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Mental Health Burden Increased for Gender-Minority College Students

Odds of having at least one mental health problem greater for GM versus cisgender students

FRIDAY, Aug. 16, 2019 (HealthDay News) — Gender-minority (GM) students have an increased likelihood of having mental health problems compared with cisgender students, according to a study published online Aug. 16 in the American Journal of Preventive Medicine.

Sarah Ketchen Lipson, Ph.D., from Boston University School of Public Health, and colleagues used data from a mobile survey of 65,213 randomly selected students at 71 U.S. campuses, including 1,237 GM students, to examine their mental health status. Outcomes included symptoms of depression, anxiety, eating disorders, self-injury, and suicidality, which were assessed with widely used, clinically validated screening instruments.

The researchers found that the prevalence of symptoms was significantly higher in GM students versus cisgender students across mental health measures. Overall, 45 and 78 percent of cisgender and GM students, respectively, met the criteria for one or more of the reported mental health outcomes. The odds of having at least one mental health problem were increased 4.3 times in association with GM status.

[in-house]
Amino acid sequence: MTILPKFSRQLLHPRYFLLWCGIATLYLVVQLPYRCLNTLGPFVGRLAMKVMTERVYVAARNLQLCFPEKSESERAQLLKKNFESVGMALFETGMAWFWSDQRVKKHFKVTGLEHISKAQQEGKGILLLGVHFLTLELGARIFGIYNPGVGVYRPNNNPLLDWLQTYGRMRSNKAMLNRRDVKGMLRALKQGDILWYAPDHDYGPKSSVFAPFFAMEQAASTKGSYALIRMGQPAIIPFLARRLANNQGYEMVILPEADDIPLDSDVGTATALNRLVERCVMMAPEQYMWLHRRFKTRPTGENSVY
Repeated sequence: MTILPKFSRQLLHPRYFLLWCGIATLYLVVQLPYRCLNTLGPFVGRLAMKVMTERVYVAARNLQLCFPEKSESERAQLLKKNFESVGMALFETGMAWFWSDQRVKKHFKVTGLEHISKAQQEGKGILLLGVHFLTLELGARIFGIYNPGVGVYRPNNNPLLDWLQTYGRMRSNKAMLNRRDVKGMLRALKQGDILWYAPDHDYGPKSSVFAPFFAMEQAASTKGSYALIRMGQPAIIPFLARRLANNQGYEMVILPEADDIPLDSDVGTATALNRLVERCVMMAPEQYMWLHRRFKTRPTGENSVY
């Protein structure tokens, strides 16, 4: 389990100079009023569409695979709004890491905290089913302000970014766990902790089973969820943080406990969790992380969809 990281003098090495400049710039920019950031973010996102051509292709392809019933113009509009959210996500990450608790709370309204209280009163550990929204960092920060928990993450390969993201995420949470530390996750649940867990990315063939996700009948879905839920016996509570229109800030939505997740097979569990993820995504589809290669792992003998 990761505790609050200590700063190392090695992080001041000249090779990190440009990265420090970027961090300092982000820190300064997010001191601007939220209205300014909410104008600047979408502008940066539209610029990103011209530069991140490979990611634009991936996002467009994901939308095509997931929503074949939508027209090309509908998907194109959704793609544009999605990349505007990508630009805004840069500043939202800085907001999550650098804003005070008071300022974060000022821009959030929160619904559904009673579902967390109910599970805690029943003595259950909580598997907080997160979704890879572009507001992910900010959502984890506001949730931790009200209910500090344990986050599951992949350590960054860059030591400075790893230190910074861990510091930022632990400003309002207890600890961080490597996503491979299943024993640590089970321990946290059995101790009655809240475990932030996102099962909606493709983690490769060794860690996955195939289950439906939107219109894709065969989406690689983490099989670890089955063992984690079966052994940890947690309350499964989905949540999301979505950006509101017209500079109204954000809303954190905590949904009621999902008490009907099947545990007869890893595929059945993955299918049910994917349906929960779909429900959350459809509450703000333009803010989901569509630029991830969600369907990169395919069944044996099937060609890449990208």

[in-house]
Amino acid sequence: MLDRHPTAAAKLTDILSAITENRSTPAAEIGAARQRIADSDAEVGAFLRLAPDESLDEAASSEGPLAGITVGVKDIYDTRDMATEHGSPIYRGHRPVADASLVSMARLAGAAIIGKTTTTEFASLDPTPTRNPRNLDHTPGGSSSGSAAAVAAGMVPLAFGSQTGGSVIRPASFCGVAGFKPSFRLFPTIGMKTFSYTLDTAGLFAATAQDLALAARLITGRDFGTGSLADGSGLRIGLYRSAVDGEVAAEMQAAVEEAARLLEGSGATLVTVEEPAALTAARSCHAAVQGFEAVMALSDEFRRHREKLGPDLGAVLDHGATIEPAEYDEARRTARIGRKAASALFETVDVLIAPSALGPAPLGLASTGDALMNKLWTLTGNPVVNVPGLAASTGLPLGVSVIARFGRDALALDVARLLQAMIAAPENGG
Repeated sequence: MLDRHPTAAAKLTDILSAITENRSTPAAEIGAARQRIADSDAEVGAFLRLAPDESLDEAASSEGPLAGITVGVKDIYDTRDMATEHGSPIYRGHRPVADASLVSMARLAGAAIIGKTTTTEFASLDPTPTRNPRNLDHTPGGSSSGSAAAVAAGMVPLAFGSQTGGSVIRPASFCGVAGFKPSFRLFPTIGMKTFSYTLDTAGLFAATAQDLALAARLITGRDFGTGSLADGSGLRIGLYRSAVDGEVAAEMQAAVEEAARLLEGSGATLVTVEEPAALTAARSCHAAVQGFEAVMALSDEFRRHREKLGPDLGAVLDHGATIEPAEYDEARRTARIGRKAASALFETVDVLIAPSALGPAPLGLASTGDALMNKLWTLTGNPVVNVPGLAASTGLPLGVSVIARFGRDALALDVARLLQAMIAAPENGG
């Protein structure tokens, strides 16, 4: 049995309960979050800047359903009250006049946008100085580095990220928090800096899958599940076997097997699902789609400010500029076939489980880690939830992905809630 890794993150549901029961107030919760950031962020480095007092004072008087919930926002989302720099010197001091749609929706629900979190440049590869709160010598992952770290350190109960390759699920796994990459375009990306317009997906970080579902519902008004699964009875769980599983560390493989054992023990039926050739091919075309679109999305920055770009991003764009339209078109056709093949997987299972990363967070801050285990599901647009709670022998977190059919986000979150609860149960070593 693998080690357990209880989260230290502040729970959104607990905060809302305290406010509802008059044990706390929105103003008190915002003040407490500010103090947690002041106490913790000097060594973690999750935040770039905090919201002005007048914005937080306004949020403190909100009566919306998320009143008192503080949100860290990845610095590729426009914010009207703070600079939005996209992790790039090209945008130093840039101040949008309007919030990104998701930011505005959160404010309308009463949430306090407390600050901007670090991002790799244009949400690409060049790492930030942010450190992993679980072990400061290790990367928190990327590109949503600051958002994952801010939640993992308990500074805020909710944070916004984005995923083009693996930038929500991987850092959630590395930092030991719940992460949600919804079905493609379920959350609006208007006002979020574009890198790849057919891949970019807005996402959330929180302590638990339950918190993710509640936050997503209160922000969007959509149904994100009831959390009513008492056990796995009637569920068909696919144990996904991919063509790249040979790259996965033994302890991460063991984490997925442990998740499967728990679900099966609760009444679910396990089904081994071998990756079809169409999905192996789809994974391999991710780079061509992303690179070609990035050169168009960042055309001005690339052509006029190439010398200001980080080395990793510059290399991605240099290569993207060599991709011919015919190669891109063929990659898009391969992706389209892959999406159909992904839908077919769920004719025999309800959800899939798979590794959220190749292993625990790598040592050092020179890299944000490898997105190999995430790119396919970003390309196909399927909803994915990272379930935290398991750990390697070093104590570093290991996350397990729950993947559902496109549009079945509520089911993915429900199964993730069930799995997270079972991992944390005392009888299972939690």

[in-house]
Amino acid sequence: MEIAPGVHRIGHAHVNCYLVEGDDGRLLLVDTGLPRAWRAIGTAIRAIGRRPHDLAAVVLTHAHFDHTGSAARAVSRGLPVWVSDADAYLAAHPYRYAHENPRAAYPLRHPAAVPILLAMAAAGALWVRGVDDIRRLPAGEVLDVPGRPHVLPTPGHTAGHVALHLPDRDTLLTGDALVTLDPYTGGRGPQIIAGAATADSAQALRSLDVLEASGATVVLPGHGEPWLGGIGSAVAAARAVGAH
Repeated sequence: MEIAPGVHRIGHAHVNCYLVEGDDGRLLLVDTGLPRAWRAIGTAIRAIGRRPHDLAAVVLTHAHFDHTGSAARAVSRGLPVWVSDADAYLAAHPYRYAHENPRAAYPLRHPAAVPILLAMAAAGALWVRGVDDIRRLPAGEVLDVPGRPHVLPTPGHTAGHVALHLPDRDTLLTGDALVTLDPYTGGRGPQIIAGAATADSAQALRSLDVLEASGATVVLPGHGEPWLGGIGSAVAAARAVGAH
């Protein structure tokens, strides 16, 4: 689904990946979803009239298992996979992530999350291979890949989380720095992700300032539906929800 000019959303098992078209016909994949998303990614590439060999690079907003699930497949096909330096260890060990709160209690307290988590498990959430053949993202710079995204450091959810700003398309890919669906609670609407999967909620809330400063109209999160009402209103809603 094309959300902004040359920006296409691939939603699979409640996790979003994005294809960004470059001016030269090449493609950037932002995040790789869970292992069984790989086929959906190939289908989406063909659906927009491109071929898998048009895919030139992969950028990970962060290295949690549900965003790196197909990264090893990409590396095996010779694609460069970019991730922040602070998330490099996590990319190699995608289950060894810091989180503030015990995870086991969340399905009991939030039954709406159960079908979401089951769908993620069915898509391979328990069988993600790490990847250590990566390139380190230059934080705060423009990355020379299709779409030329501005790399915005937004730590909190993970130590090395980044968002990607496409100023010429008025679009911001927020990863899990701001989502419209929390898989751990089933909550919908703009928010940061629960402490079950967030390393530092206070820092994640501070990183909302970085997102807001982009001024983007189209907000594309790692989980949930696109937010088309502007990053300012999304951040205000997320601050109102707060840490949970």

“Findings underscore the importance of institutions addressing the needs of GM students, increasing capacity to deliver mental health services responsive to the lived realities GM students face, and a broader urgency to shape the evidence base for clinical care and social policies that protect GM adolescents and young adults in this country,” the authors write.

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